Definition of desecrate in English:

desecrate

verb

[WITH OBJECT]
  • 1 Treat (a sacred place or thing) with violent disrespect.

    ‘more than 300 graves were desecrated’
    • ‘A distressed son is calling for greater security at a cemetery after three gravestones were desecrated by vandals.’
    • ‘He was sickened when, just months later, vandals desecrated the memorial, built to commemorate villagers who fought in the First World War.’
    • ‘A tombstone standing over a grave for over 100 years was desecrated and pieces of the headstone were scattered over the area.’
    • ‘How dare you desecrate this holy ground with foolish intentions.’
    • ‘Then during the American Revolution, the British eliminated the meeting house's role as a public gathering place, desecrating the church by using it as a riding school.’
    • ‘About 20 headstones were desecrated at the Church cemetery between Monday, February 2, and Friday, February 6.’
    • ‘Mindless vandals have desecrated the grave of a stillborn baby for the fourth time in less than five months.’
    • ‘Five months after a church was desecrated by vandals, defiant parishioners have rebuilt their place of worship.’
    • ‘A multi-million dollar gold mine with an estimated yield of $1.2 billion threatens to desecrate a sacred site of the Wiradjuri people.’
    • ‘Even its cemetery was desecrated, its 400 graves dug up.’
    • ‘A two-minute silence was held and each member of the congregation was invited to lay flowers on those graves desecrated by the yobs.’
    • ‘If we buried our dead in the sand, the wild animals would desecrate their memory and dishonor their body.’
    • ‘In April, over 40 graves were desecrated and headstone overturned.’
    • ‘When someone breaks a circle or desecrates sacred space it is causing disharmony.’
    • ‘Well, it's hurtful to us that someone would desecrate her grave.’
    • ‘A police spokesman said: ‘We are hoping that this offence will be detected and people will come forward with the name of the offender or offenders who have desecrated this grave.’’
    • ‘Vandals have desecrated graves at a cemetery described as having some of the finest funerary art in the North of England.’
    • ‘But in relation to the new cemetery, I don't believe our youths would stoop so low as to desecrate the graves or vandalise the cemetery.’
    • ‘They've ruined our economy, apparently seized our oil and desecrated our sacred sites and our museums.’
    • ‘Yes, well that's to protect against intruders who want to desecrate this holy room.’
    violate, profane, treat sacrilegiously, treat with disrespect
    pollute, contaminate, infect, befoul
    defile, debase, degrade, dishonour, blaspheme against
    vandalize, damage, destroy, deface
    View synonyms
    1. 1.1Spoil (something which is valued or respected)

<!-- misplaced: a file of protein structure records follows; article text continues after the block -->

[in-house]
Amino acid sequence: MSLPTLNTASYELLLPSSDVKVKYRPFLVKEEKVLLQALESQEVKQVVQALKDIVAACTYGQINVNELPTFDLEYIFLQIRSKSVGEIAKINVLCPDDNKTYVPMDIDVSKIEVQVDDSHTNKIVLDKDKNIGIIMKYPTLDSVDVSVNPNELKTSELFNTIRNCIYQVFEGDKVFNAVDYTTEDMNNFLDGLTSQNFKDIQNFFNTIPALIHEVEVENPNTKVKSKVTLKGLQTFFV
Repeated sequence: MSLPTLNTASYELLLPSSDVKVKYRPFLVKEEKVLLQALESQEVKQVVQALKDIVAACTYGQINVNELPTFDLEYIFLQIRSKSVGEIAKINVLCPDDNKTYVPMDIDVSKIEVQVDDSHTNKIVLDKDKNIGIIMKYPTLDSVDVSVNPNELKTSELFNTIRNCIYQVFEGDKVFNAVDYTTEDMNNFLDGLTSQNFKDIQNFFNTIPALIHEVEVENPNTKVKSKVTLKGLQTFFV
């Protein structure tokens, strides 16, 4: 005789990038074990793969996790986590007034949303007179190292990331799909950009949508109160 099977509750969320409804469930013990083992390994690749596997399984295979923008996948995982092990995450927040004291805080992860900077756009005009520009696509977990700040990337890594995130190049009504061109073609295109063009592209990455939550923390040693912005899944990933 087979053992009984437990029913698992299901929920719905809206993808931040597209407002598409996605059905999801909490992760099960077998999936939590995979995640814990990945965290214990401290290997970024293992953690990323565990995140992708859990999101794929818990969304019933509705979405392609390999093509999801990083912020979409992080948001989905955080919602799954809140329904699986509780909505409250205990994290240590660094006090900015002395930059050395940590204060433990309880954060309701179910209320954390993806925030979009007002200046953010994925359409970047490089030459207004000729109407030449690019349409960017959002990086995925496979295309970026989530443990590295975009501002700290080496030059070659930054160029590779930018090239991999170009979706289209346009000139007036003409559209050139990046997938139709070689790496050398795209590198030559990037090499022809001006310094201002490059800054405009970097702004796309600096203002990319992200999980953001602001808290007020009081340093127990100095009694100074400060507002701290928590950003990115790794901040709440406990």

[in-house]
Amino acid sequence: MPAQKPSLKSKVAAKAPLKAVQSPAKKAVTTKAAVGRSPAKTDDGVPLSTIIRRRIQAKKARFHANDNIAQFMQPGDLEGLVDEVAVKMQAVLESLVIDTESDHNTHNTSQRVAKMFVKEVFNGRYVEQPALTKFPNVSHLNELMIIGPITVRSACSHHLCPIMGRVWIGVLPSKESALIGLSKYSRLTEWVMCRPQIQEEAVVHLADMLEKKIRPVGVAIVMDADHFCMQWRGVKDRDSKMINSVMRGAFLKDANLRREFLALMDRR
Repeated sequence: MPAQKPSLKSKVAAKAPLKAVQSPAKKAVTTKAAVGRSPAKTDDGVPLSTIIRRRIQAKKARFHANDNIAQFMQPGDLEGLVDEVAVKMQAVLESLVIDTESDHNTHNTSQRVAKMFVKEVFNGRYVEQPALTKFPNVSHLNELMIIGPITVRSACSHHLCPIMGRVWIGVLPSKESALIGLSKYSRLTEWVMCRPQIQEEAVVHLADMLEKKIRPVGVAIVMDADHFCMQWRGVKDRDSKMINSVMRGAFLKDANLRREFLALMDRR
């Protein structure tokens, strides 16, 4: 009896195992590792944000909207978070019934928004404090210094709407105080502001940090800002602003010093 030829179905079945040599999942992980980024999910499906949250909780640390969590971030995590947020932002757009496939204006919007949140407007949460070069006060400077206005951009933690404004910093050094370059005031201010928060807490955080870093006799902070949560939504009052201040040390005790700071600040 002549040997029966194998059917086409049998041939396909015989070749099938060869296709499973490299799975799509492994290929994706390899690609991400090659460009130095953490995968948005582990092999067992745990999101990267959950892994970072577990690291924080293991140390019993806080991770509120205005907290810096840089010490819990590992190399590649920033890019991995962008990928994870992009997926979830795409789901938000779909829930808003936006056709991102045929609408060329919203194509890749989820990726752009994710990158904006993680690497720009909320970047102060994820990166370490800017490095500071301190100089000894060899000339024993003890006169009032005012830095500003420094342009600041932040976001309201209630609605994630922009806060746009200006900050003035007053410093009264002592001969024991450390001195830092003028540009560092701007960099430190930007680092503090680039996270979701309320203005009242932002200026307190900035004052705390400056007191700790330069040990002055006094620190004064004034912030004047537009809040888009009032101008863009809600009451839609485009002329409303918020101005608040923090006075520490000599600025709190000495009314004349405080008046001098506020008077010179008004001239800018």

‘many lanes are desecrated with yellow lines’
      • ‘I cannot fathom how an organisation empowered to preserve national heritage sites could desecrate natural resources in this manner.’
      • ‘Who can possibly consider that they have the right to desecrate our countryside in such a way?’
      • ‘We're here in the West to revel in wide open spaces, not desecrate them.’
      • ‘He said the people in the caravans had desecrated every area and they would just have to take strong action so that it would not happen again.’
      • ‘Who are these lazy, careless citizens who chose to pollute and desecrate this beautiful area - they cannot all be visitors!’
      • ‘However, a Council spokesman said the roots of the trees that had been felled were damaged, and it was not correct to state that they had set out to desecrate the area.’
      • ‘Not only is the grey squirrel responsible for the elimination of the red squirrel it is also to blame for damaging our woodlands and desecrating the nests of woodland birds.’
      • ‘No wonder then that there is panic about this deluge of pornography that is desecrating culture and family values.’
      • ‘Were the images destroyed, desecrated or mutilated because they were potent or impotent?’
      • ‘And why, when they live in one of the most beautiful parts of the British Isles do they want to desecrate the view with this abhorrence?’
      • ‘Without exception, the children were incensed at the idea of Scottish battle sites being desecrated by building development.’
      • ‘There's plenty of narcissism triggers in his background - the highly respected, distant father, whose values he gleefully desecrates even as he treats him with an almost somber respect.’
      • ‘Local authorities do have more powers of control than they had at first, but there is still a necessity for restraint and more inventive ways of thinking about where to put masts rather than desecrating the countryside.’
      • ‘It is depressing for teachers and pupils alike to see their working environment desecrated by the moronic minority.’
      • ‘Meanwhile, apart from desecrating the countryside, wind turbines are diverting resources that could be put to better use.’

Origin

Late 17th century: from de- (expressing reversal) + a shortened form of consecrate.

Pronunciation:

desecrate

/ˈdɛsɪkreɪt/